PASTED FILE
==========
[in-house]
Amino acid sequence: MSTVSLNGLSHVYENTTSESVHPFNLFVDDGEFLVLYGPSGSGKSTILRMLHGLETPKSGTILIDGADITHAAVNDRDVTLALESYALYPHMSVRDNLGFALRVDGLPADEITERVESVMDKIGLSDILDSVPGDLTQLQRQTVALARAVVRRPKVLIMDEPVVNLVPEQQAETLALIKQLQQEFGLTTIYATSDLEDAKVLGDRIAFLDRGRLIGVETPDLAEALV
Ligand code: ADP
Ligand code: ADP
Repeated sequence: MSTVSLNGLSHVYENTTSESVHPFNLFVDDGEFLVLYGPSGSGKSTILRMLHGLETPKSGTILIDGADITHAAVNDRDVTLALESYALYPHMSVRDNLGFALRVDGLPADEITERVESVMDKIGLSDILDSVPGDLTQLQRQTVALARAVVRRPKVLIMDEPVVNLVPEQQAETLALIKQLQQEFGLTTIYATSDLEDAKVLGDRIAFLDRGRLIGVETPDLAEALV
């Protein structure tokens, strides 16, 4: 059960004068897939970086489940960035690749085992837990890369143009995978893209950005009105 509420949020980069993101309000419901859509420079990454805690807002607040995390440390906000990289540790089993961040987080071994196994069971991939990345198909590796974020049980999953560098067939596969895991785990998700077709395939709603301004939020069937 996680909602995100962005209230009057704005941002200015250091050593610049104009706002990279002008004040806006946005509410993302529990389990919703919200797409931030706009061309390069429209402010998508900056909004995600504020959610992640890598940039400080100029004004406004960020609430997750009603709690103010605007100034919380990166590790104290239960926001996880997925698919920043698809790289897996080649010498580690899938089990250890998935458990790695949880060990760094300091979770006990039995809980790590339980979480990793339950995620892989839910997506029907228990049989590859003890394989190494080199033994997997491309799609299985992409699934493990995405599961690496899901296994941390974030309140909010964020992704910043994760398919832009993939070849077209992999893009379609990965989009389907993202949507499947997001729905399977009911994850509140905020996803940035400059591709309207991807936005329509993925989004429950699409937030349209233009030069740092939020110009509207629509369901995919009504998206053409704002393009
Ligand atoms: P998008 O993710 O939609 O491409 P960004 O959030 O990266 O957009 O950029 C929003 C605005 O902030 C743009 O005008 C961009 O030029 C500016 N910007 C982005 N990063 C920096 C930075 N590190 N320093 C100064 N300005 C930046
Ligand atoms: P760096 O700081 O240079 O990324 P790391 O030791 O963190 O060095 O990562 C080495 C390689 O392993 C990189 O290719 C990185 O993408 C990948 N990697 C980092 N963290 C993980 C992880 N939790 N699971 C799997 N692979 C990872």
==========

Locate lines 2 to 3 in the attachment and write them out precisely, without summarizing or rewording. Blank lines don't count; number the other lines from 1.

Amino acid sequence: MSTVSLNGLSHVYENTTSESVHPFNLFVDDGEFLVLYGPSGSGKSTILRMLHGLETPKSGTILIDGADITHAAVNDRDVTLALESYALYPHMSVRDNLGFALRVDGLPADEITERVESVMDKIGLSDILDSVPGDLTQLQRQTVALARAVVRRPKVLIMDEPVVNLVPEQQAETLALIKQLQQEFGLTTIYATSDLEDAKVLGDRIAFLDRGRLIGVETPDLAEALV
Ligand code: ADP